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The Witness House | TOC and Excerpt

The Witness House | TOC and Excerpt

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Published by otherpress
Autumn 1945 saw the start of the Nuremberg trials, in which high ranking representatives of the Nazi government were called to account for their war crimes. In a curious yet fascinating twist, witnesses for the prosecution and the defense were housed together in a villa on the outskirts of town. In this so-called Witness House, perpetrators and victims confronted each other in a microcosm that reflected the events of the high court. Presiding over the affair was the beautiful Countess Ingeborg Kálnoky (a woman so blond and enticing that she was described as a Jean Harlowe look-alike) who took great pride in her ability to keep the household civil and the communal dinners pleasant. A comedy of manners arose among the guests as the urge to continue battle was checked by a sudden and uncomfortable return to civilized life.
The trial atmosphere extends to the small group in the villa. Agitated victims confront and avoid perpetrators and sympathizers, and high-ranking officers in the German armed forces struggle to keep their composure. This highly explosive mixture is seasoned with vivid, often humorous, anecdotes of those who had basked in the glory of the inner circles of power. Christiane Kohl focuses on the guilty, the sympathizers, the undecided, and those who always manage to make themselves fit in. The Witness House reveals the social structures that allowed a cruel and unjust regime to flourish and serves as a symbol of the blurred boundaries between accuser and accused that would come to form the basis of postwar Germany.

Click here to buy: http://www.otherpress.com/books/book?ean=9781590513798
Autumn 1945 saw the start of the Nuremberg trials, in which high ranking representatives of the Nazi government were called to account for their war crimes. In a curious yet fascinating twist, witnesses for the prosecution and the defense were housed together in a villa on the outskirts of town. In this so-called Witness House, perpetrators and victims confronted each other in a microcosm that reflected the events of the high court. Presiding over the affair was the beautiful Countess Ingeborg Kálnoky (a woman so blond and enticing that she was described as a Jean Harlowe look-alike) who took great pride in her ability to keep the household civil and the communal dinners pleasant. A comedy of manners arose among the guests as the urge to continue battle was checked by a sudden and uncomfortable return to civilized life.
The trial atmosphere extends to the small group in the villa. Agitated victims confront and avoid perpetrators and sympathizers, and high-ranking officers in the German armed forces struggle to keep their composure. This highly explosive mixture is seasoned with vivid, often humorous, anecdotes of those who had basked in the glory of the inner circles of power. Christiane Kohl focuses on the guilty, the sympathizers, the undecided, and those who always manage to make themselves fit in. The Witness House reveals the social structures that allowed a cruel and unjust regime to flourish and serves as a symbol of the blurred boundaries between accuser and accused that would come to form the basis of postwar Germany.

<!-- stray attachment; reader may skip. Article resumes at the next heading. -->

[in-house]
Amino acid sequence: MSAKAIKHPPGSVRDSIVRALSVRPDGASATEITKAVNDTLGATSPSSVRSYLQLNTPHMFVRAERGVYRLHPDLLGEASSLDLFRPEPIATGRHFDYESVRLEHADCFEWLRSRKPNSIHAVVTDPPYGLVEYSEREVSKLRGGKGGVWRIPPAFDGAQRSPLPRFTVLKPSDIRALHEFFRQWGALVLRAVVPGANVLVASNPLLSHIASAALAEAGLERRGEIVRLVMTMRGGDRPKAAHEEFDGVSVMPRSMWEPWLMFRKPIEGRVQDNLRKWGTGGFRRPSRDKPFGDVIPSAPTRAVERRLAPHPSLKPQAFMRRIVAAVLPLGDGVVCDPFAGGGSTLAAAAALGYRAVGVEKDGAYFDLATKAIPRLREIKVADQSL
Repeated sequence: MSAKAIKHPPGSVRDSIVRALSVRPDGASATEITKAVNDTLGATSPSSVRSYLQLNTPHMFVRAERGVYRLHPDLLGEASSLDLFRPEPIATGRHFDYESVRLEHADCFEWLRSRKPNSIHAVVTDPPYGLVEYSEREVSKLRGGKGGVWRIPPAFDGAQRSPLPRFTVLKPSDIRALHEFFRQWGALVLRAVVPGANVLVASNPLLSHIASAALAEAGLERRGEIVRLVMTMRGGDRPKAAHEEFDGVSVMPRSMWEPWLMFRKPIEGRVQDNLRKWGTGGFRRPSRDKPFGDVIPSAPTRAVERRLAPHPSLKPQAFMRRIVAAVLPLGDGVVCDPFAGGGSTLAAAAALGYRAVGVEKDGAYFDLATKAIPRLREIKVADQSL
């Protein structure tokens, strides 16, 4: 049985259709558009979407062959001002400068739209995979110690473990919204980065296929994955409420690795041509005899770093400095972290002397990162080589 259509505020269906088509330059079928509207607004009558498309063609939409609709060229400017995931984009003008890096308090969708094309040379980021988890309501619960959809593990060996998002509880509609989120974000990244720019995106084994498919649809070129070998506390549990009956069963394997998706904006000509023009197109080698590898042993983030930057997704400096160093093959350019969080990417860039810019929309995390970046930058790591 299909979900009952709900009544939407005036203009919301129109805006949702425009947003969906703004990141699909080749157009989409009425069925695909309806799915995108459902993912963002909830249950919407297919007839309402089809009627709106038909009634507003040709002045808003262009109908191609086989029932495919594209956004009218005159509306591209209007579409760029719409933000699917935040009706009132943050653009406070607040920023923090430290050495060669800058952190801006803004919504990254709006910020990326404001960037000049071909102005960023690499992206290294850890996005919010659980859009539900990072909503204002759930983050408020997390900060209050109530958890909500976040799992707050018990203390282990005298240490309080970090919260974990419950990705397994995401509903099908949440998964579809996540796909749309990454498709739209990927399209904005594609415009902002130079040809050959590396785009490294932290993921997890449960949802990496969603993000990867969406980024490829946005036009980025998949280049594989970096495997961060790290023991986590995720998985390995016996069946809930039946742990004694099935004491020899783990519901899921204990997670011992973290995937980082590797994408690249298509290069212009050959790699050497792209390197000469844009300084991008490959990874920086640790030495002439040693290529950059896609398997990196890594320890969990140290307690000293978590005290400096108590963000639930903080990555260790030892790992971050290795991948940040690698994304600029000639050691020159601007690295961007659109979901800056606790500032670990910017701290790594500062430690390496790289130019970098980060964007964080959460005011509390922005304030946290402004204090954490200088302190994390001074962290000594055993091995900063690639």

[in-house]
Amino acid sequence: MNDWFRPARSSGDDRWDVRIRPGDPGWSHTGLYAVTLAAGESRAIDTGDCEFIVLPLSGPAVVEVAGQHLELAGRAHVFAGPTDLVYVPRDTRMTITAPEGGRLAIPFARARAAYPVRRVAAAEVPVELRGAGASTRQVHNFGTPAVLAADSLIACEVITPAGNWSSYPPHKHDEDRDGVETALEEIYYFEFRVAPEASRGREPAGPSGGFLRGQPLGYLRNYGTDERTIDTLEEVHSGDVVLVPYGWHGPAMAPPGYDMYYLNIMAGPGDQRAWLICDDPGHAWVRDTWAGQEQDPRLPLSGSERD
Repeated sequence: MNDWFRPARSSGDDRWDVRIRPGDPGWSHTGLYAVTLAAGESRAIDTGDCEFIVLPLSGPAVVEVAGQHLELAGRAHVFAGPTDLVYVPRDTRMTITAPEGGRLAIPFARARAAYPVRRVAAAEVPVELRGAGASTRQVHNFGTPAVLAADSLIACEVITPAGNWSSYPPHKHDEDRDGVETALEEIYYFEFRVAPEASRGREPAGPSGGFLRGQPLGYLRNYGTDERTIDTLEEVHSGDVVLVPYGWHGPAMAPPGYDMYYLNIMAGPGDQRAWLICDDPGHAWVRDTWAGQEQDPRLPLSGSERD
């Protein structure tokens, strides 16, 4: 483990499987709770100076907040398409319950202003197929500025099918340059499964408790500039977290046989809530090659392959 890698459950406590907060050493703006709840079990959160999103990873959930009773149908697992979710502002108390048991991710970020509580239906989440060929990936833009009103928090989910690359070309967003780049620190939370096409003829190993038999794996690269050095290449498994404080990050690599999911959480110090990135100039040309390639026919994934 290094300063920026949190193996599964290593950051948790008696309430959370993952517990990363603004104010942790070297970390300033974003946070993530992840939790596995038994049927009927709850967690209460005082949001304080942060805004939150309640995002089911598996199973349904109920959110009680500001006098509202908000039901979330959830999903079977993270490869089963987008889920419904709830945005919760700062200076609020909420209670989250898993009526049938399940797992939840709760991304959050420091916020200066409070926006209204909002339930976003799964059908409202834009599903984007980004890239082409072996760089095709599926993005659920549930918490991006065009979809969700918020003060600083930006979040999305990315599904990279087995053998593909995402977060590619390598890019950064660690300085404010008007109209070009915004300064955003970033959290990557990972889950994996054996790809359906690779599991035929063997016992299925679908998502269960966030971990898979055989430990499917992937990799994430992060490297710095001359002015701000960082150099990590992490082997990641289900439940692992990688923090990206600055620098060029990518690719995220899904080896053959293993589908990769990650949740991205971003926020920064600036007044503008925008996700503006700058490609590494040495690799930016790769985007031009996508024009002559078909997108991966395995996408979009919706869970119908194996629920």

Click here to buy: http://www.otherpress.com/books/book?ean=9781590513798

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Published by: otherpress on Dec 10, 2010
Copyright:Traditional Copyright: All rights reserved

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09/29/2013

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TheWiTnesshouse
Nazis and Holocaust SurvivorsSharing a Villa During the Nuremberg Trials
ChrisTiane Kohl
 Translated by Anthea Bell
oTher Press
New York
 
Translation copyright © 2010 Anthea BellCopyright © 2005 by Wilhelm Goldmann VerlagA division of Verlagsgruppe Random House GmbH, Munich,GermanyOriginally published in German as
Das Zeugenhaus.Nürnberg 1945: Als Täter und Opfer unter einem Dachzusammentrafen
,
 
by Christiane Kohl.Production Editor:
Yvonne E. Cárdenas
Text Designer:
Simon M. Sullivan
This book was set in 10.25 pt Sabon by Alpha Design &Composition of Pittseld, NH.10 9 8 7 6 5 4 3 2 1All rights reserved. No part of this publication may bereproduced or transmitted in any form or by any means,electronic or mechanical, including photocopying, recording,or by any information storage and retrieval system, withoutwritten permission from Other Press LLC, except in the caseof brief quotations in reviews for inclusion in a magazine,newspaper, or broadcast. Printed in the United States of Americaon acid-free paper. For information write to Other Press LLC,2 Park Avenue, 24th Floor, New York, NY 10016. Or visit ourWeb site: www.otherpress.comLibrary of Congress Cataloging-in-Publication DataKohl, Christiane, 1954–[Zeugenhaus. English]The witness house : nazis and holocaust survivors sharing a villaduring the nuremberg trials / By Christiane Kohl ; Translated byAnthea Bell.p. cm.Includes bibliographical references and index.
isbn
978-1-59051-379-8 (pbk. original with aps)
isbn
978-1-59051-380-4 (e-book) 1. Nuremberg Trial of MajorGerman War Criminals, Nuremberg, Germany, 1945–1946.2. Nuremberg War Crime Trials, Nuremberg, Germany,1946–1949. 3. Kálnoky, Ingeborg. 4. Witnesses—Germany—Nuremberg—Biography. 5. Boardinghouses—GermanyNuremberg—History—20th century. I. Title.
kz
1176.5.
k
6613 2010341.6'90268—dc222010011435

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